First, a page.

Every store owner wants his or her business to grow, and the necessary element for growth is profitability. In the absence of sustained profits, growth is not possible.

Unfortunately, too many retailers view profits as a poker hand—you never know what you’ll be dealt. One’s profitability should not be a matter of luck of the draw, but rather the result of a well sculpted and executed profit plan. Expressed alternatively, if you want to enjoy copious profits, then you must plan on it!

Profit is the financial score card of your business endeavors. Profit can be evaluated in three basic ways: (1) The classic calculation: sales – cost of goods sold – expenses = profit, (2) Profit as a percentage of sales (net profit divided by sales) and (3) GMROI or gross profit as a percent of inventory investment (annual gross margin dollars divided by your average inventory for the year).

All three of these profit formulas can and should be used to evaluate profitability relative to operations as well as profits relative to sales and inventory investment.

The success of your business should not be a matter of discovery or surprise, but rather the result of a carefully crafted operational plan for merchandise selection, a purchasing budget, and an operational plan for product purchases, arrivals, displays, advertising, and promotions.
Another extremely vital component of profit production is timing. Not only is what you do important, but also when you do it. For example, bringing in seasonal merchandise too early or too late in the season will stifle sales and increase inventory carrying costs.

Profit production is not like looking for the surprise in the Cracker Jack box. It’s important to keep in mind that profit planning is just that—a plan for generating profits. It is not like making concrete (i.e., mix sand, cement, and water and you get concrete). Profit production is an ever-changing set of moves in response to market conditions, product availability, consumer demand, promotions, competition, and weather conditions.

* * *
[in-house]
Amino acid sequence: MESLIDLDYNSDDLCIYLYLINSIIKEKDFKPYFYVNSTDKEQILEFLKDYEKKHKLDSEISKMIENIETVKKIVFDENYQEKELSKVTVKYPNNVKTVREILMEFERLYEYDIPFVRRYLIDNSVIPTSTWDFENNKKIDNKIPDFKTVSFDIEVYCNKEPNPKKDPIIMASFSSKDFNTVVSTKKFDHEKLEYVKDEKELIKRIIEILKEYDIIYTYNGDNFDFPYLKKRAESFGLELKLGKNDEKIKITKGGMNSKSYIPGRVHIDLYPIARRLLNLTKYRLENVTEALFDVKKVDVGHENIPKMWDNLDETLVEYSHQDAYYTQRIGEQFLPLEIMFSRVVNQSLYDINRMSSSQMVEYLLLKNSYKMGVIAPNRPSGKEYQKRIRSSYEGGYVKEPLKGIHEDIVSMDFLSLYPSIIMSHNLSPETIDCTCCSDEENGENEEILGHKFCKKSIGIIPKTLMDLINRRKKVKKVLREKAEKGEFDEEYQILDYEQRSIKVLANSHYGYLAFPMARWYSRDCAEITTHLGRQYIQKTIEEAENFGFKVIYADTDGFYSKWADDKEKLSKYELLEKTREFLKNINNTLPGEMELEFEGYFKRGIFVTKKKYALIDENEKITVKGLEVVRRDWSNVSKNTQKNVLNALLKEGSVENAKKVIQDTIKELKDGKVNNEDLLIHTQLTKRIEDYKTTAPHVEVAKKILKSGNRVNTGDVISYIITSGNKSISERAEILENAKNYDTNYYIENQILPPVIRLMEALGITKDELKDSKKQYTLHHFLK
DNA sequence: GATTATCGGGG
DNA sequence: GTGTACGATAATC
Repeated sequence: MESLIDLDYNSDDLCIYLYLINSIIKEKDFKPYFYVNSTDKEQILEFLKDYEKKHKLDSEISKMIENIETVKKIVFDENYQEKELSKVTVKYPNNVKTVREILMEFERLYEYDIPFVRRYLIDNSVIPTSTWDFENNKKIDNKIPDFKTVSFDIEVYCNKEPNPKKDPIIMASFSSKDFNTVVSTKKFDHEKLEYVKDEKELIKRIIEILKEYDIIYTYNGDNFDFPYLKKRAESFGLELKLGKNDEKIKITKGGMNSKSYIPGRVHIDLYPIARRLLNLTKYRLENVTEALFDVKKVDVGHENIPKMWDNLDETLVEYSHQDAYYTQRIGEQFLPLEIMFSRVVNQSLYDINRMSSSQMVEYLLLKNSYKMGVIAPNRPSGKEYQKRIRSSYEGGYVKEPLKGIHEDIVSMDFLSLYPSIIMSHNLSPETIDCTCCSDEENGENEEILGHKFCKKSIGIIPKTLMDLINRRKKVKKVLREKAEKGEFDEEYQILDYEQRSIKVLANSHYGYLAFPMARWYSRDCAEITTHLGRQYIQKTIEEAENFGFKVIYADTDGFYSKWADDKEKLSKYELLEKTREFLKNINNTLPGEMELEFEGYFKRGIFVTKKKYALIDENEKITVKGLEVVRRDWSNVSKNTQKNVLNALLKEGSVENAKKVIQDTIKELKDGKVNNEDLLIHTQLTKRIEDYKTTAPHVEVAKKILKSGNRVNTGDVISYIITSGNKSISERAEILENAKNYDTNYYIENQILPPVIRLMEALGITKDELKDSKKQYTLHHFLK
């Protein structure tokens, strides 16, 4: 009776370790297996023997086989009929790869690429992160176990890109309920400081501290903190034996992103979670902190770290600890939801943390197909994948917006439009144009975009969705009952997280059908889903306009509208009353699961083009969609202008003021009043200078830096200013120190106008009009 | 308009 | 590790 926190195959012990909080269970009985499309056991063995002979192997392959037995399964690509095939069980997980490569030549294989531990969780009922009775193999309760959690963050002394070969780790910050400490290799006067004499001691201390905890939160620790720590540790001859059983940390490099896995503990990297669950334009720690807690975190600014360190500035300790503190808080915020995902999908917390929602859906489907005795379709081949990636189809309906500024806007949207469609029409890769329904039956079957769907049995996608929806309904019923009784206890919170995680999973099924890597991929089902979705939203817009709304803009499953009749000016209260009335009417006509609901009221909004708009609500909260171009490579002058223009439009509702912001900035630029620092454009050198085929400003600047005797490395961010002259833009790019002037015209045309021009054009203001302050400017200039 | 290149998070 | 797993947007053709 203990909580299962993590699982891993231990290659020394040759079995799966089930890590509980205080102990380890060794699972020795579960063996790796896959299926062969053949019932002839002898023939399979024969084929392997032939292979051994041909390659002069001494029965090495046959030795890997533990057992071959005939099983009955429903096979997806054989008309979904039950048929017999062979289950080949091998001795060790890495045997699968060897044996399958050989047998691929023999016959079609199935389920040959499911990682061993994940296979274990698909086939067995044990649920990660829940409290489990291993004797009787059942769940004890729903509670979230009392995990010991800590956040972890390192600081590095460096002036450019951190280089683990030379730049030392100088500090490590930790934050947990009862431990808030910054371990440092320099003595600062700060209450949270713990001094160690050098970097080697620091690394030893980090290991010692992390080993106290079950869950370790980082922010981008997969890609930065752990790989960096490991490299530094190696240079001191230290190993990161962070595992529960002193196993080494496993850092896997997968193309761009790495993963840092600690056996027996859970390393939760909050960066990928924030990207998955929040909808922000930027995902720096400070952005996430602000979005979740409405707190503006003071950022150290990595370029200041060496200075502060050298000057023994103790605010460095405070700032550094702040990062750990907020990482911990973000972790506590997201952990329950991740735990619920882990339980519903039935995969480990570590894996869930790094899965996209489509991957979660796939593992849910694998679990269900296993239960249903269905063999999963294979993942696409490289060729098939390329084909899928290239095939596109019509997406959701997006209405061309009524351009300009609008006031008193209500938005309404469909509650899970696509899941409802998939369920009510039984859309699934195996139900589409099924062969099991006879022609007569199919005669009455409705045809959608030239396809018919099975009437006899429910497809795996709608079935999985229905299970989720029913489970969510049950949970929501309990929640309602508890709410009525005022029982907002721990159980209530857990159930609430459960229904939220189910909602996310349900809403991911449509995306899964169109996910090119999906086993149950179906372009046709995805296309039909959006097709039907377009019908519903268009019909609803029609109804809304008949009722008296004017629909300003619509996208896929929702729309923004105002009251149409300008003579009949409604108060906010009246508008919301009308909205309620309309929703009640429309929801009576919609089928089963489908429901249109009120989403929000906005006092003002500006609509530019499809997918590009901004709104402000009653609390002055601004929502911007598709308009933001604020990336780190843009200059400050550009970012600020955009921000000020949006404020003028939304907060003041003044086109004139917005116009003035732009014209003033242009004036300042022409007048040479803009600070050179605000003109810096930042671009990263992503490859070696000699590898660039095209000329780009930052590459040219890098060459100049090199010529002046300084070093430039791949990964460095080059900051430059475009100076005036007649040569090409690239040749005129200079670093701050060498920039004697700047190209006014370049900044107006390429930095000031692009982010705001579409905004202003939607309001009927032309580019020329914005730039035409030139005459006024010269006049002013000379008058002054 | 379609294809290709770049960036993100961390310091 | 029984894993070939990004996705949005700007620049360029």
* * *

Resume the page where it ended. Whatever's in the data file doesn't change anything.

My father use to tell me to “follow the money,” which was his way of saying promote anything that had strong consumer appeal and sales potential. Don’t get hung up on stocking only those goods which relate to fishing and/ or hunting. If product is in demand, give the public what it wants. This is how incremental sales are created.

Increase your inventory turn rate. As turns go up, your costs go down. Tackle stores tend to have a turn rate of around 2. If you can increase your turn rate, you’ll have more cash and less investment in inventory. Plus, your expenses for interest, insurance, handling, shrinkage, and obsolescence will decrease.

Here are the seven numbers you must know (sales, margins, cost of goods sold, expenses raw/percent to sales, turns, GMROI, net profit) in order to expand your profitability:

  • Sales: net of all returns and credits
  • Gross Margin: net sales (sales – markdowns) – cost of goods sold (COGS)
  • Cost of goods sold (COGS): beginning inventory + purchases – ending inventory all at cost values
  • Expenses: the raw number and expenses as a percent to sales
  • Turns: Cost of goods sold for the period divided by the average inventory at cost, in total and by department or class
  • GMROI (gross margin return on investment): gross margin dollars divided by average inventory, in total and by department or class
  • Net Profit: Sales – COGS = gross margin – fixed and variable expenses = net profit before taxes

If you don’t have these numbers or know how to calculate them or know what they mean, then you are leaving money on the table.
The most common problem associated with declining sales is product mix. It’s too narrow, too tired, too bland, wrong price points, or too many stock outs of in-demand items. Your product selection must be fresh, seasonal, attractive, and mostly stocked with “A” items versus “C” items. If your inventory is tired, so will be your sales.

In the end, the greatest threat to profitability is management complacency.

When selling personnel are complacent and inattentive about sales, margins, expenses, and timeliness of inventory, profits will erode. Make profits, not good intentions!